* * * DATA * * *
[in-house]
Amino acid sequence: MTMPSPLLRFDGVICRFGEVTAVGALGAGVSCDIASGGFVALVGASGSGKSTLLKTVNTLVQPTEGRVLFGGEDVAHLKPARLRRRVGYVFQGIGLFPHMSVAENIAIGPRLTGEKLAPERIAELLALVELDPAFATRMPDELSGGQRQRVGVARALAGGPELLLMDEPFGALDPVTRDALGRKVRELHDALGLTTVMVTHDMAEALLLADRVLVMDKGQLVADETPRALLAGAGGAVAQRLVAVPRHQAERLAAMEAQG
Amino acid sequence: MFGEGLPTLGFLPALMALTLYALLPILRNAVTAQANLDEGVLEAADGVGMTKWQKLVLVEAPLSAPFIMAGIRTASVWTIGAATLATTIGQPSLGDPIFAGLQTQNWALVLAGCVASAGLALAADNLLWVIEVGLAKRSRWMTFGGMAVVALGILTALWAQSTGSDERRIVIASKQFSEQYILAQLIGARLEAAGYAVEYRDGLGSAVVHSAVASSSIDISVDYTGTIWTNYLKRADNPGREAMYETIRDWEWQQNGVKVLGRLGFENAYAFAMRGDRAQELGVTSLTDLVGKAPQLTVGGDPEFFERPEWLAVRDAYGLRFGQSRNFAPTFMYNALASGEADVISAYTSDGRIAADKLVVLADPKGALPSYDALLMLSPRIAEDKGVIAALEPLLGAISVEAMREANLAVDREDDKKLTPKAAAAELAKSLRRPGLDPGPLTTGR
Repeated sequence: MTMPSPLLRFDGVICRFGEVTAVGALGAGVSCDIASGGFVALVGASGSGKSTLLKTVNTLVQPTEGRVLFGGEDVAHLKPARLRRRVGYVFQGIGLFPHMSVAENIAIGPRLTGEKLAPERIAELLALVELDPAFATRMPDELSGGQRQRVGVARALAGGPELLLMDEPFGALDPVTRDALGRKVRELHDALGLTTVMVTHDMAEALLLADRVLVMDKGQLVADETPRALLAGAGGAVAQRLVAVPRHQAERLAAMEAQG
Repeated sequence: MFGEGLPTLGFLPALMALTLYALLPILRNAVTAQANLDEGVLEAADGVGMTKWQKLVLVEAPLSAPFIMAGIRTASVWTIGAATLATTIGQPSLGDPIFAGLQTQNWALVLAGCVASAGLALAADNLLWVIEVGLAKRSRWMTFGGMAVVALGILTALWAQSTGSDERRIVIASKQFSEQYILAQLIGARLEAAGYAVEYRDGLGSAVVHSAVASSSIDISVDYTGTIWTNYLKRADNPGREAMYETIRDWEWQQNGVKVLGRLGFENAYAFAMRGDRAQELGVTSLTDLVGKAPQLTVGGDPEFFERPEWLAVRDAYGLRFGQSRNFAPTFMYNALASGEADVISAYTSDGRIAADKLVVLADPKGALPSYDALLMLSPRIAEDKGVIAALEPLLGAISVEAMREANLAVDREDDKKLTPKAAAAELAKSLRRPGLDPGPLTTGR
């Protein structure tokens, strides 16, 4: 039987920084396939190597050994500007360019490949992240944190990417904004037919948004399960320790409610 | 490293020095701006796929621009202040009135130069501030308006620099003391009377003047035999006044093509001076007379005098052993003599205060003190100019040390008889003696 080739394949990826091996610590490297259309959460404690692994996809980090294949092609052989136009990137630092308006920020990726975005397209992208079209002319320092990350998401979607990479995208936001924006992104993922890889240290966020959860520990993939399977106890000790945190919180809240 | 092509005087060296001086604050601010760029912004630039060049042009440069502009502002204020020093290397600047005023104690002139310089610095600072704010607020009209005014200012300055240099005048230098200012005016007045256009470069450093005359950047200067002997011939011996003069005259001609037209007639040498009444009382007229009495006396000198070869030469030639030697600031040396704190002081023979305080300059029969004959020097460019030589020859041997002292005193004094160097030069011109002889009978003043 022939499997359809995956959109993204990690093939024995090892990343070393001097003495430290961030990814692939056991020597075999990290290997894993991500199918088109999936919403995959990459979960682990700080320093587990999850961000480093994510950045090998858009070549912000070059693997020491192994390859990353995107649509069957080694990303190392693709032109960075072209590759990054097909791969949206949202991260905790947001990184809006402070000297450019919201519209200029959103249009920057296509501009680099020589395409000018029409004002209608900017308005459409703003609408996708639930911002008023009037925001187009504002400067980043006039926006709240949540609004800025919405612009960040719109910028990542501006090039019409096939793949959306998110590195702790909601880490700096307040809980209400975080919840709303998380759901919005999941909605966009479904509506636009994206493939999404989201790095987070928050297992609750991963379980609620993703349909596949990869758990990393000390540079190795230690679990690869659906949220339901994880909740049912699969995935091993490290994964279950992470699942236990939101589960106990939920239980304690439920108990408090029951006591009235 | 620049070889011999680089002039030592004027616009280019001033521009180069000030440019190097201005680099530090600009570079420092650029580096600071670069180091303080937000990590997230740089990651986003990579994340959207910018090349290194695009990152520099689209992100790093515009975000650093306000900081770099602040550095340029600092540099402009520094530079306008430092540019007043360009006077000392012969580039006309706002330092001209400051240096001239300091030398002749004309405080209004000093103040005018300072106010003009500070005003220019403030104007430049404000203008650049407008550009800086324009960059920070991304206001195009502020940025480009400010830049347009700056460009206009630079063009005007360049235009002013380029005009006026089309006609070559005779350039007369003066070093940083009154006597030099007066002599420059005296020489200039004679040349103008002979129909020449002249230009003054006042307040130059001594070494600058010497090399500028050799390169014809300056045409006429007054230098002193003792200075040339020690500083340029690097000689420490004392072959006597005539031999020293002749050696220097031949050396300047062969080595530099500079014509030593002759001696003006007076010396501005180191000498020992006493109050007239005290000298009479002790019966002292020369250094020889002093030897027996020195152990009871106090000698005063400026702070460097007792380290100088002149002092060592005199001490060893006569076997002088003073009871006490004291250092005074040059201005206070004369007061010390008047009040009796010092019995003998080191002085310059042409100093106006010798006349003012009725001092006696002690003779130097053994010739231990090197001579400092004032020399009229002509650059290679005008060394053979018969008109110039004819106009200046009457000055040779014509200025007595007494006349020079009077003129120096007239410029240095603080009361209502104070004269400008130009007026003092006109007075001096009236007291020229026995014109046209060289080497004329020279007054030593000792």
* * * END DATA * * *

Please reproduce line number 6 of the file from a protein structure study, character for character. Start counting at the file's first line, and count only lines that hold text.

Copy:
């Protein structure tokens, strides 16, 4: 039987920084396939190597050994500007360019490949992240944190990417904004037919948004399960320790409610 | 490293020095701006796929621009202040009135130069501030308006620099003391009377003047035999006044093509001076007379005098052993003599205060003190100019040390008889003696 080739394949990826091996610590490297259309959460404690692994996809980090294949092609052989136009990137630092308006920020990726975005397209992208079209002319320092990350998401979607990479995208936001924006992104993922890889240290966020959860520990993939399977106890000790945190919180809240 | 092509005087060296001086604050601010760029912004630039060049042009440069502009502002204020020093290397600047005023104690002139310089610095600072704010607020009209005014200012300055240099005048230098200012005016007045256009470069450093005359950047200067002997011939011996003069005259001609037209007639040498009444009382007229009495006396000198070869030469030639030697600031040396704190002081023979305080300059029969004959020097460019030589020859041997002292005193004094160097030069011109002889009978003043 022939499997359809995956959109993204990690093939024995090892990343070393001097003495430290961030990814692939056991020597075999990290290997894993991500199918088109999936919403995959990459979960682990700080320093587990999850961000480093994510950045090998858009070549912000070059693997020491192994390859990353995107649509069957080694990303190392693709032109960075072209590759990054097909791969949206949202991260905790947001990184809006402070000297450019919201519209200029959103249009920057296509501009680099020589395409000018029409004002209608900017308005459409703003609408996708639930911002008023009037925001187009504002400067980043006039926006709240949540609004800025919405612009960040719109910028990542501006090039019409096939793949959306998110590195702790909601880490700096307040809980209400975080919840709303998380759901919005999941909605966009479904509506636009994206493939999404989201790095987070928050297992609750991963379980609620993703349909596949990869758990990393000390540079190795230690679990690869659906949220339901994880909740049912699969995935091993490290994964279950992470699942236990939101589960106990939920239980304690439920108990408090029951006591009235 | 620049070889011999680089002039030592004027616009280019001033521009180069000030440019190097201005680099530090600009570079420092650029580096600071670069180091303080937000990590997230740089990651986003990579994340959207910018090349290194695009990152520099689209992100790093515009975000650093306000900081770099602040550095340029600092540099402009520094530079306008430092540019007043360009006077000392012969580039006309706002330092001209400051240096001239300091030398002749004309405080209004000093103040005018300072106010003009500070005003220019403030104007430049404000203008650049407008550009800086324009960059920070991304206001195009502020940025480009400010830049347009700056460009206009630079063009005007360049235009002013380029005009006026089309006609070559005779350039007369003066070093940083009154006597030099007066002599420059005296020489200039004679040349103008002979129909020449002249230009003054006042307040130059001594070494600058010497090399500028050799390169014809300056045409006429007054230098002193003792200075040339020690500083340029690097000689420490004392072959006597005539031999020293002749050696220097031949050396300047062969080595530099500079014509030593002759001696003006007076010396501005180191000498020992006493109050007239005290000298009479002790019966002292020369250094020889002093030897027996020195152990009871106090000698005063400026702070460097007792380290100088002149002092060592005199001490060893006569076997002088003073009871006490004291250092005074040059201005206070004369007061010390008047009040009796010092019995003998080191002085310059042409100093106006010798006349003012009725001092006696002690003779130097053994010739231990090197001579400092004032020399009229002509650059290679005008060394053979018969008109110039004819106009200046009457000055040779014509200025007595007494006349020079009077003129120096007239410029240095603080009361209502104070004269400008130009007026003092006109007075001096009236007291020229026995014109046209060289080497004329020279007054030593000792």